It is standard operating procedure in many medical practices for their staff to instruct patients to disrobe and put on a hospital gown. Well, I am not always compliant and quite frankly, rebel when things don’t make sense. On a recent visit to a new doctor the nurse, after taking my vitals asked me to strip down to my underwear, shoes, and socks and put on the hospital gown. “No” was my curt reply. The nurse was stunned and befuddled and I added there was no reason for a gown. I stated, “If the doctor wants to see my chest I will raise my shirt. If the doctor wants to see my legs I will roll up my pant legs and if they want to see my arms I will push up my shirt sleeve.” This was a small victory for me.

I guess, this was my way of mooning the medical profession without even dropping my drawers.

Dennis L. Page

I’ll Get It

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Reminiscing about the ‘good old days’ seems to be a favorite pastime for many. We have a tendency to erase bad memories and instead our focus zooms in on pleasant thoughts of the way things used to be.

Long before answering machines, beepers, pagers and cell phones our homes had one black tabletop rotary dial telephone. In 1959 we were introduced to the Princess phone, otherwise referred to as the bedroom telephone. They all had built in night lights and my mom had a pink one. It was the first time homes had two telephones. Finally, in 1965 the public was offered the wall hung telephone and ours made its appearance in the kitchen, sporting the color of the day…avocado green.

No one was bothered by telemarketing calls back in those days and no such thing as caller ID was available. We called people on birthdays, holidays, anniversaries and simply to just say, “Hello.” “I’ll get it” was a common refrain heard throughout, whenever the phone would ring. The only text messages we ever received were in the form of written letters and the occasional pen pals many of us had. There was always the grumpy and impatient person on a party line call who would become enraged if we talked too long, grumble and slam the phone down. Our silent way of getting even would be to quietly listen in on their conversations and try to figure out who they were and where they lived. It was a cat and mouse guessing game, but for some strange reason, we found it mildly entertaining.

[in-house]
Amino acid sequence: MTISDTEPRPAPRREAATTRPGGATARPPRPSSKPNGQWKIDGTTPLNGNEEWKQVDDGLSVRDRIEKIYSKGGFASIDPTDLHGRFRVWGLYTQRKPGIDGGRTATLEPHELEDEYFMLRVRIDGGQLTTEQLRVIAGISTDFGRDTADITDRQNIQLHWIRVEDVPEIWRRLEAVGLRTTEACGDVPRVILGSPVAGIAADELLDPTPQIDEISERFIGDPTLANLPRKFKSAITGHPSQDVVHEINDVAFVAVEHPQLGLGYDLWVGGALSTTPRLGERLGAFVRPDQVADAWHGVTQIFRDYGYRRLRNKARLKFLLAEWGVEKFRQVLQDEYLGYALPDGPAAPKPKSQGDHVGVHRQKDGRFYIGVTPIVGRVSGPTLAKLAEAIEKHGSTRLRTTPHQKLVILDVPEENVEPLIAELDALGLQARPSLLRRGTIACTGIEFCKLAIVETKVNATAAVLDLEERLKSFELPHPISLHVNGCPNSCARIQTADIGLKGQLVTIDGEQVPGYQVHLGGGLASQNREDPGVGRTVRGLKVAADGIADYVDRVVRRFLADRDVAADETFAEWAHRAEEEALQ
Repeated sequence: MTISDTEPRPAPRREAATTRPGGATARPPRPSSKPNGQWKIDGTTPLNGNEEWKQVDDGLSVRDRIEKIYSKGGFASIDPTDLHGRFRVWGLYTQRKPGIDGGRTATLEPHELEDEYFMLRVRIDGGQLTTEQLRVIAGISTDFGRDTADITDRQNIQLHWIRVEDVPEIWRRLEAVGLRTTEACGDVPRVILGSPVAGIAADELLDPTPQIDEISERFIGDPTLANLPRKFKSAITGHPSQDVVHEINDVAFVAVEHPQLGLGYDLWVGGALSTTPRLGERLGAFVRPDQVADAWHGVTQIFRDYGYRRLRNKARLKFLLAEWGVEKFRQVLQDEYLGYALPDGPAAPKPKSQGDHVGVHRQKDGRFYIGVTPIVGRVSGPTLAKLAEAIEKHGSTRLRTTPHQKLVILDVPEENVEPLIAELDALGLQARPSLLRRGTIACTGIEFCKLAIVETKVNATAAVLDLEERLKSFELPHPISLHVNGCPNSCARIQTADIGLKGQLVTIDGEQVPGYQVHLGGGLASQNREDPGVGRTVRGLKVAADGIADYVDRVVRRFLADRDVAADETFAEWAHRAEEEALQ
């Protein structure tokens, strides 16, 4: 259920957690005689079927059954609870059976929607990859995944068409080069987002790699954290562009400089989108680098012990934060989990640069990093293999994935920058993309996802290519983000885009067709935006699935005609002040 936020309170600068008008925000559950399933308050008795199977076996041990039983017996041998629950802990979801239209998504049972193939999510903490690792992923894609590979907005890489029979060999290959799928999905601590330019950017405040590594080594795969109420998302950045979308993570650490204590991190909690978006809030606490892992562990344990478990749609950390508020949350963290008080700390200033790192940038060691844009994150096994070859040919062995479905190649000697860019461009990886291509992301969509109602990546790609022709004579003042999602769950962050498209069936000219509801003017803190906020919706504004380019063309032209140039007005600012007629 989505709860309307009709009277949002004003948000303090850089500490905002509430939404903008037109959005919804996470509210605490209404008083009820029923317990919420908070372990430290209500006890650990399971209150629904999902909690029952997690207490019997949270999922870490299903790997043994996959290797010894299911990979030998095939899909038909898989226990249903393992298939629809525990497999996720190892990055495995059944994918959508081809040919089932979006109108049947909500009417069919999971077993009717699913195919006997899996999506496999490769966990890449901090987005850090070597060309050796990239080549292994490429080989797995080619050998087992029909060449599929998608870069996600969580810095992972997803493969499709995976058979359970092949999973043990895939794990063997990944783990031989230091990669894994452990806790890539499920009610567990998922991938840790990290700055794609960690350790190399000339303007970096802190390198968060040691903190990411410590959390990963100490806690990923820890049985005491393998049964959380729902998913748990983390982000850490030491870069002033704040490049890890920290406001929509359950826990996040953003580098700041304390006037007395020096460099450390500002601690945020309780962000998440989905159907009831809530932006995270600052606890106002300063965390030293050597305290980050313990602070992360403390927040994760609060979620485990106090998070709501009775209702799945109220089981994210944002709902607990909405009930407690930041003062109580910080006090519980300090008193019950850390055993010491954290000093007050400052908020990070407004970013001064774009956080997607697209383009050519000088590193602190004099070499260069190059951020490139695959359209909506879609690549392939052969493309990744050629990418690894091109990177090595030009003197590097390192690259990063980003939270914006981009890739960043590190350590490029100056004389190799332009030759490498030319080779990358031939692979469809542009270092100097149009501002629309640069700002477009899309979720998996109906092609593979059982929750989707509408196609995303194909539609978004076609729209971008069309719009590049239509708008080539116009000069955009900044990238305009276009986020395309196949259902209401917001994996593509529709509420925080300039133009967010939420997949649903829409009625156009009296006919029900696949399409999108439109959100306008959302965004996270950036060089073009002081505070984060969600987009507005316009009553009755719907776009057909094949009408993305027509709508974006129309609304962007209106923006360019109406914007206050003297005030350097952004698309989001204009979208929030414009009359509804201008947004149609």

Today there are fewer landline phones and the people who still have them are inundated with annoying telemarketers and surveys. The silly intimacy of whispering into the kitchen phone to a love interest, while hoping your parents or siblings didn’t hear you are long gone.

Even though we are connected to the world via the net, I can’t help but feel a tad melancholy surrounding my nostalgic memories of closer family and friends when we communicated through that one old black telephone. These feelings of mine especially ring true when the void of a loved one not calling during the holiday season leaves a deafening silence in my heart.

Dennis L. Page

Roasted Chicken with Fennel and Vegetables

KODAK Digital Still Camera
KODAK Digital Still Camera

I guess I’m a dinosaur. You see, five to six times per week I still prepare homemade meals. I rarely use recipes and exact measuring of ingredients never enter into the dishes prepared in my kitchen.

If you have the time and love to cook then, by all means, making oven roasted chicken with fennel and vegetables will be a “winner, winner…chicken dinner” in your home. Fennel provides a subtle licorice flavor. Lemon slices and wedges add a nice citric taste.